Venetian Red Notebook: Baked Earth, a Gallery of Decorative Tile

Dutch tileDelft tile, Holland, 16th Century

The Egyptians invented tile over 6000 years ago. Tile, made from baked clay, has been used for centuries on walls, entryways, floors, roofs and gardens. It has been used  to enhance every type of architecture, from modest domestic interiors to palaces and cathedrals. At its simplest, tile provides protection from heat and water—or can, through its pattern and design, reveal the history of ornamentation, dress or customs of a specific time and place. Painted tiles can also provide a narrative of events like this harbor scene below.

Azulejos tileAzulejos from the National Tile Museum of Lisbon

The surface of tile, cool and durable, can take many forms. Glazes—double-glaze, crackle, metallic—provide a depth of color that remains unchanged for centuries. Tile can be smooth or rough, raised or engraved.

Meredith TIle, sampleMeredith Tile, glaze sample

Tiffany tileTiffany & Co. favrile glass tile with iridescent glaze

Tiles can be a white, simply glazed in saturated color, or have elaborate complex patterns. Each tile design can be self-contained, or serve as an element in a larger, overall pattern. In some cases, as in the New York subway, the London tube or the Paris Metro, tiles can spell out directions, tell us where we are going, when to get off the train—and also bring art into a public space.

Astor PlaceNew York subway, Astor Place

Bleecker StreetNew York subway, Bleecker Street

Columbus CircleNew York subway, Columbus Circle

Gants HillLondon underground, Gants Hill

Hotel de VilleParis metro, Hotel de Ville

In other uses, patterns in tile may relay secret messages or contain symbolic representations. In the Topkapi Palace, this Iznik-style tile adapted Chinese motifs to create stylized flowers, since representations of living things were not allowed.

Iznik-style tileTopkapi Palace, Turkey, 15th century

The Arts & Crafts movement in England yielded a lot of beautiful tile work.

William MorrisWilliam Morris & Co. tile, 1861-1880
Birmingham Museum

Peacock tileWilliam de Morgan, Peacock House, London

Here’s a sampler of reproduction 1920-1930s California tile by Malibu Ceramic Works.

Malibu Ceramic Works

When patterned tiles are joined together, the effect is dazzling, as shown in these black and white illustrations. These are from Dover’s 376 Decorative Allover Patterns from Historic Tilework and Textiles.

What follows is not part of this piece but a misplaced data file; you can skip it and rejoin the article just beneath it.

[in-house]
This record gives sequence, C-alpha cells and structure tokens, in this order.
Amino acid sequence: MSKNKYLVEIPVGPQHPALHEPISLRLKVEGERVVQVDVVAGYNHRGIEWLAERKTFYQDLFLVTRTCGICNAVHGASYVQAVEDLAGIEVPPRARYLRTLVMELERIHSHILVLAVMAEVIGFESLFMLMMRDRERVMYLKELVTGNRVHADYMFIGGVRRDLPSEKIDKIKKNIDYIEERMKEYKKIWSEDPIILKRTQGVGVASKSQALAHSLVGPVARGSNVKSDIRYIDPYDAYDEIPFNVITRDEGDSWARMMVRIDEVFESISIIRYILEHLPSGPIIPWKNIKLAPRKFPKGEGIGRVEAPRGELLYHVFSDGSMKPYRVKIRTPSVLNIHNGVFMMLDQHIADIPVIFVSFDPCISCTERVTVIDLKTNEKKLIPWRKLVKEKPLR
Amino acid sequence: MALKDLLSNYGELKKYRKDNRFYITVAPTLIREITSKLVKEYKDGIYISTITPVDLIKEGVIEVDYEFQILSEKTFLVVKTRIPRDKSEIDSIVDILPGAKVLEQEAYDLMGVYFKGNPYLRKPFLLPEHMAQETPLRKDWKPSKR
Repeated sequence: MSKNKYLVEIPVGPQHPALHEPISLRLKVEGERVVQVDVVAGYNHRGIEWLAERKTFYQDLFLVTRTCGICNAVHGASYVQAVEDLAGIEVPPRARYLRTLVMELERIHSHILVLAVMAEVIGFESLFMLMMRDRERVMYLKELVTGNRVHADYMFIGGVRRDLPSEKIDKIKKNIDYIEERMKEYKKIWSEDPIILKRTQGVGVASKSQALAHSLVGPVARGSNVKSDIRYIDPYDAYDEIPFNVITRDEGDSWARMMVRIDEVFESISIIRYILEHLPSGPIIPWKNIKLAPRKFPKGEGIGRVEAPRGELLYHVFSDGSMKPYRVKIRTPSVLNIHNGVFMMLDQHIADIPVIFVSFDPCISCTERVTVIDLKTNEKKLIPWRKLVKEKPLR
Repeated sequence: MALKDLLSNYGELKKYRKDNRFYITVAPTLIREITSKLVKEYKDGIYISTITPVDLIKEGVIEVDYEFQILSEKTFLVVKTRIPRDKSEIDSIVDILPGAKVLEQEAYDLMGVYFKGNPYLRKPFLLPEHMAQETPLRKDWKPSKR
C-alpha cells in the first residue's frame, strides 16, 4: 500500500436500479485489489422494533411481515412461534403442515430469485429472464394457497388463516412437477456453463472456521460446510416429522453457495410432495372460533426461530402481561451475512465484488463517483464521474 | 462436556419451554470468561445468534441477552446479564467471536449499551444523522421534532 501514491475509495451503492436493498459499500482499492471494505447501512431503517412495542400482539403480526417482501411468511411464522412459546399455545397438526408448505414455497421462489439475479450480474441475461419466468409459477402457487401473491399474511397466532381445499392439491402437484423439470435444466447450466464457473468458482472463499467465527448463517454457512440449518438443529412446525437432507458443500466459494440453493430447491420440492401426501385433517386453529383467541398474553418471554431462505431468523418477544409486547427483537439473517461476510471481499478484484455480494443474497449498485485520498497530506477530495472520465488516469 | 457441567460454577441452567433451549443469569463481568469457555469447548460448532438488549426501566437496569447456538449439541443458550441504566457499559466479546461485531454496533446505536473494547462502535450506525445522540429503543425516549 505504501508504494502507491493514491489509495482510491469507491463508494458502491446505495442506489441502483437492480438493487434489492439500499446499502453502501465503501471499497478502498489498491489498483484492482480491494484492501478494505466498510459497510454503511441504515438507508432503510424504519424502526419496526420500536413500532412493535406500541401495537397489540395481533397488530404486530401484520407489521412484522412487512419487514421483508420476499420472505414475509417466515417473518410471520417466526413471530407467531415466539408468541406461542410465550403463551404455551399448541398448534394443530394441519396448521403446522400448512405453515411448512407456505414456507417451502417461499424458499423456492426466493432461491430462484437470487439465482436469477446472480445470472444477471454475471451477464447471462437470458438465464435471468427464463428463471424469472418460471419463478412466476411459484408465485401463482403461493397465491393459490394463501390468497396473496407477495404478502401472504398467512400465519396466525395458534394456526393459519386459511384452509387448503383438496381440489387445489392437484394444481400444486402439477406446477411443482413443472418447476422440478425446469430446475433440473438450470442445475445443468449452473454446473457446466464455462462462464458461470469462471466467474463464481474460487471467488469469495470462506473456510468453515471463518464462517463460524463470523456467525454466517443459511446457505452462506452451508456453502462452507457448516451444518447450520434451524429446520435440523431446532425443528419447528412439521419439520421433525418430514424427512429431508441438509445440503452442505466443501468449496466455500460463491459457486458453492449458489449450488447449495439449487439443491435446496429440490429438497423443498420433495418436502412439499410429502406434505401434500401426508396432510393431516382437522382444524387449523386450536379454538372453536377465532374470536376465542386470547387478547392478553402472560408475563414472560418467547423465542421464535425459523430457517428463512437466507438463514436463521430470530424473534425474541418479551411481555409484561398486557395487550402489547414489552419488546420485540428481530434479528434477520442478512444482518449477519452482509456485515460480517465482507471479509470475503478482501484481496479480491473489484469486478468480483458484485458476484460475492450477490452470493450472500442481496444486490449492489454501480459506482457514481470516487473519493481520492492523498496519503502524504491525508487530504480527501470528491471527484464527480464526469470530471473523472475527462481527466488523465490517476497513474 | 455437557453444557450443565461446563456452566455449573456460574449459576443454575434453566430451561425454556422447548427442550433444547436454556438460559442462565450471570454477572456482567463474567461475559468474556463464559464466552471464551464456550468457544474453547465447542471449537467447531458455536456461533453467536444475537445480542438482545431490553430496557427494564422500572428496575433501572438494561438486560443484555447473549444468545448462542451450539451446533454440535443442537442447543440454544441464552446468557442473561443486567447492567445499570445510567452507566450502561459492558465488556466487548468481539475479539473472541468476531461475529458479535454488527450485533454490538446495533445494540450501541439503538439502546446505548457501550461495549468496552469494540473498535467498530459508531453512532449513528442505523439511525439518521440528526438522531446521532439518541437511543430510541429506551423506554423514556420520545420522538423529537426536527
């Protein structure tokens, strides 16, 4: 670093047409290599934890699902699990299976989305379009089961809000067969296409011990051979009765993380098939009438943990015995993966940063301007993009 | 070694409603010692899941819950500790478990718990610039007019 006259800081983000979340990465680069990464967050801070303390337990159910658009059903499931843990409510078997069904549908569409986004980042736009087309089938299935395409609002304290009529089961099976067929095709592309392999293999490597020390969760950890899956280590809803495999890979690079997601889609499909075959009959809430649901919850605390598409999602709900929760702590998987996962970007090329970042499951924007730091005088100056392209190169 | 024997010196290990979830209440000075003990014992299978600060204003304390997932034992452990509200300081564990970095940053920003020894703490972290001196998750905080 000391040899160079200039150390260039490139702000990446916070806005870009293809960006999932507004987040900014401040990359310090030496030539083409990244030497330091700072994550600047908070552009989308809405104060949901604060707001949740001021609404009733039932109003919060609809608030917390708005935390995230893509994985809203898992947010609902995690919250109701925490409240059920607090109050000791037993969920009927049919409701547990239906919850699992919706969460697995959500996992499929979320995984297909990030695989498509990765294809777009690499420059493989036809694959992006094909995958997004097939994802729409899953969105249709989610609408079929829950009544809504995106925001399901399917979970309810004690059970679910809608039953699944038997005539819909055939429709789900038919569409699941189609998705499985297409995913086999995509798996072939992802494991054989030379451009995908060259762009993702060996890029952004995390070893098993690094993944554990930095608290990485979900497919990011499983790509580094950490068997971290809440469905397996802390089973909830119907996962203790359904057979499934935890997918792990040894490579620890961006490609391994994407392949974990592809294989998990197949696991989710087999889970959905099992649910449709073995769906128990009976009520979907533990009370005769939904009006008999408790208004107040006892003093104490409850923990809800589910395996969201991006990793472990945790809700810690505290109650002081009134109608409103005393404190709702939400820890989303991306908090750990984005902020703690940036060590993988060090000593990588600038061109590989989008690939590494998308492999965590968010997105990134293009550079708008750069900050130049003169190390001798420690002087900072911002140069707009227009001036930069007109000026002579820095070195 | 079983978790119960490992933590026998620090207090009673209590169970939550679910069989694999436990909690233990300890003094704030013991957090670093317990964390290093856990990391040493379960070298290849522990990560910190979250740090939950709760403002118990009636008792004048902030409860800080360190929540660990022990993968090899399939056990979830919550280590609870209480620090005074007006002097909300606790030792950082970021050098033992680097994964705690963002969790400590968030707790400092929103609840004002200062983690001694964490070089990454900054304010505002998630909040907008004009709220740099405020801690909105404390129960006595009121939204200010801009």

Tile pattern

Tile pattern

Tile pattern

Tiles can be used to define spaces, large or small. So many effects are possible—laid side by side they can provide vast areas of clean, uncluttered space, densely packed ornamental design or depict legends, myths and historical events. This scene below is from the National Tile Museum in Lisbon.

Azulejo—Tile Museum, Lisbon

To read more about tiles, VR recommends: Tile by Jill Herbers, Photographs by Roy Wright, Artisan, New York.

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4 Responses to “Venetian Red Notebook: Baked Earth, a Gallery of Decorative Tile”

  1. You’ve been busy! I wish i had some good photos of the tiles in the Moscow subway to share. V

    • Christine Cariati Says:

      I remember you telling me about the tile in Moscow and I looked but was unable to find any good photographs…

  2. Hello,
    the Delft tile you listed there is actually a 20th C. copy of a 17th C. example.

    Kind regards,
    Rob

    • Christine Cariati Says:

      Hi Rob,
      The Delft tile is definitely an original, not a reproduction. It comes from a very old family house in Holland and was given to me by the homeowner. It was unearthed during a renovation, under other layers of tile—it was one of the tiles in the original stove surround. Many were very damaged, this one is relatively intact.
      Originally I had the Delft tile dated as 17th century and then was told by the person who gave it to me that it was more likely 16th so I changed it. Can you tell me how to distinguish between a 16th and 17th century tile?
      Christine

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